[Buddha-l] Re: [Karma and ethics [was: angels]

Randall Jones rjones at cm.ksc.co.th
Fri May 27 23:21:36 MDT 2005

At 10:05 AM 5/28/2005, Richard Hayes wrote:

>If one is striving to be historically accurate about Buddhist thinking,
>then it is somewhat misleading to describe Buddhist theories in terms of
>constructs that were alien to the settings where Buddhism evolved.

Aren't similar things said about readings of the U.S. constitution?  And 
doesn't Buddhist thinking continue?

I am reminded of the distinction between scripture and literature made in 
an essay by Ricoeur (maybe in _Interfaces of the Word_--I'm without books 
these days so not sure).  While literature is historically situated,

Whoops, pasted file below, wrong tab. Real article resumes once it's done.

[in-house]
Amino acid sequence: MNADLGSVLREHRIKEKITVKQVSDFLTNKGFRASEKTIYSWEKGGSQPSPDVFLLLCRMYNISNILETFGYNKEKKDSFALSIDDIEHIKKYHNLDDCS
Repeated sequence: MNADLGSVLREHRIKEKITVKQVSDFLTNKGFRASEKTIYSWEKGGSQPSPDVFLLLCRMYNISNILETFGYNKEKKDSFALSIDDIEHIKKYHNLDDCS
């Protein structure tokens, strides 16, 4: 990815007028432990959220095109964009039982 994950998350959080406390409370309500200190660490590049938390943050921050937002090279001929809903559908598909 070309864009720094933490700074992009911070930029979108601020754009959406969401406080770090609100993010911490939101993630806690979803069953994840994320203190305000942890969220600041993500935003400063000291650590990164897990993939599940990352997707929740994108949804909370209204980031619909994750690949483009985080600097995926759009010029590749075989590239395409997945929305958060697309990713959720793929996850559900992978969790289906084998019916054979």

scripture escapes history by opening into present life and is lived now . . 
. (I want to say scripture opens into present lives in ways that help 
constitute us as who we are, but I doubt Ricoeur said that.  I'm not even 
sure Ricoeur said any of this, come to think of it.)

OK, I'm finding it hard to say what I mean.  Nevertheless, I think this is 
a real and important distinction.  Buddhist writings aren't just 
literature, and to the extent they go beyond literature (i.e., are 
"scripture"), they escape history through a potential to enter into the 
living and changing conversation of now.

>That notwithstanding, I think it is
>a mistake to see Buddhist speech precepts as a subset of what in the
>West we call ethics. But I'm willing to be shown wrong. In fact, I have
>a graduate student right now who may do an excellent job of showing just
>how wrong I am.

I hope he will share his work, whether he shows you wrong or not.

Randall Jones

rjones at cm.ksc.co.th

PS:  Even if there is no classical Buddhist dialogue around ethics, can't 
we have one now? 

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